Several media organizations, including Financial Times, earlier reported plans by the U.S. to sail inside the 12 nautical-mile zone near islands China constructed around the Spratly chain. China claims more than 80% of the South China Sea, butting up against claims from Vietnam, the Philippines, Malaysia, Brunei and Taiwan.
“We urge relevant parties to refrain from any provocative words and actions, and play a responsible role in regional peace and stability,” Foreign Ministry spokeswoman Hua Chunying said in a statement on the ministry’s website Friday, when answering a question about the reported patrol plans. “China will never allow any country to violate China’s territorial waters and airspace in the South China Sea.”
U.S. naval manoeuvres in South China Sea risk clash with Beijing
October 9, 2015
Officials in Beijing have expressed concern after the United States signalled it was poised to up the ante in the South China Sea by sending warships through waters claimed by China.
American navy vessels are preparing to sail through a 12-nautical mile zone around the disputed Spratly islands that China claims as its own territory, the Financial Times reported on Thursday, citing a senior US official.
Those manoeuvres are expected to begin over the next two weeks, the newspaper added.
Hua Chunying, a Chinese foreign ministry spokesperson, said: “We hope the United States can look upon the current situation of the South China Sea from an objective and fair perspective and play a constructive role together with China in keeping the peace and stability in the South China Sea.”
Navy will challenge Chinese territorial claims in South China Sea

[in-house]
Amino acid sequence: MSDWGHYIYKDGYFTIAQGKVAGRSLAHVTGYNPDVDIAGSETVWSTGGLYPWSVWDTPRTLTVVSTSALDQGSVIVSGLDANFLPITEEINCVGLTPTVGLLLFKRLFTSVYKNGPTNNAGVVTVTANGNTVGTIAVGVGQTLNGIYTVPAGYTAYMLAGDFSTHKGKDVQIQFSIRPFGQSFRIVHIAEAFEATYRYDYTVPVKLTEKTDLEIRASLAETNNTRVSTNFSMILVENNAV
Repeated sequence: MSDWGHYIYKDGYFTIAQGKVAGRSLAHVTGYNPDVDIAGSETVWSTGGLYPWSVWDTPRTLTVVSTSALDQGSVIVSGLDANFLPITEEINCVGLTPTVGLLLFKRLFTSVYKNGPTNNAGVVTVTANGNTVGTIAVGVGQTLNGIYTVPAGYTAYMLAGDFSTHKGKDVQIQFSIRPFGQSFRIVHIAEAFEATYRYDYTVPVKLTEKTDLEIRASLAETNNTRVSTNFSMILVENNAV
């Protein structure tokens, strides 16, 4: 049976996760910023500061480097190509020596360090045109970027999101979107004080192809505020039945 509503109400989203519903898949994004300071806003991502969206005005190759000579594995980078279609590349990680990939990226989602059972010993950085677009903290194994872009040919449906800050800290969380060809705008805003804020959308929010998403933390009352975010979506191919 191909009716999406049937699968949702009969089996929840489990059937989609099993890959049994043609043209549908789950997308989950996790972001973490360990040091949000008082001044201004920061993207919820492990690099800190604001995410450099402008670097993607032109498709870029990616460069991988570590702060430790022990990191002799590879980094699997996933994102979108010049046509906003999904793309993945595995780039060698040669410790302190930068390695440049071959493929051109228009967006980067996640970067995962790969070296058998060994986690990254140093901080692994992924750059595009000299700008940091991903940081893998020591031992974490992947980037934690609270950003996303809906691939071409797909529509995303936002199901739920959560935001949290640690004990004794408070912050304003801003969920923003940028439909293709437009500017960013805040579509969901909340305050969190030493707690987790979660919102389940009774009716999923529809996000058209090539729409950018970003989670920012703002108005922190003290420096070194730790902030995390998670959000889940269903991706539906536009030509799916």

October 8, 2015
The Navy is preparing to send a surface ship inside the 12-nautical-mile territorial limit China claims for its man-made island chain, an action that could take place within days but awaits final approval from the Obama administration, according to military officials who spoke to Navy Times.
Plans to send a warship through the contested space have been rumored since May, but three Pentagon officials who spoke to Navy Times on background to discuss future operations say Navy officials believe approval of the mission is imminent.
If approved, it would be the first time since 2012 that the U.S. Navy has directly challenged China’s claims to the islands’ territorial limits.
The land reclamation projects in the vicinity of the Spratly Islands have been the focus of increasing tensions between China and the United States along with its regional allies, including the Philippines, since reports of the land reclamation project began surfacing in 2013. However, the U.S. and other nations have disputed the legitimacy of the islands built by China in what is viewed as an act of regional aggression.
A spokesman for the National Security Council deferred questions regarding the Navy’s plans to the Office of the Secretary of Defense, but drew attention to President Obama’s remarks before the U.N. General Assembly Sept. 28, where he said the U.S. has “an interest in upholding the basic principles of freedom of navigation and the free flow of commerce, and in resolving disputes through international law, not the law of force.”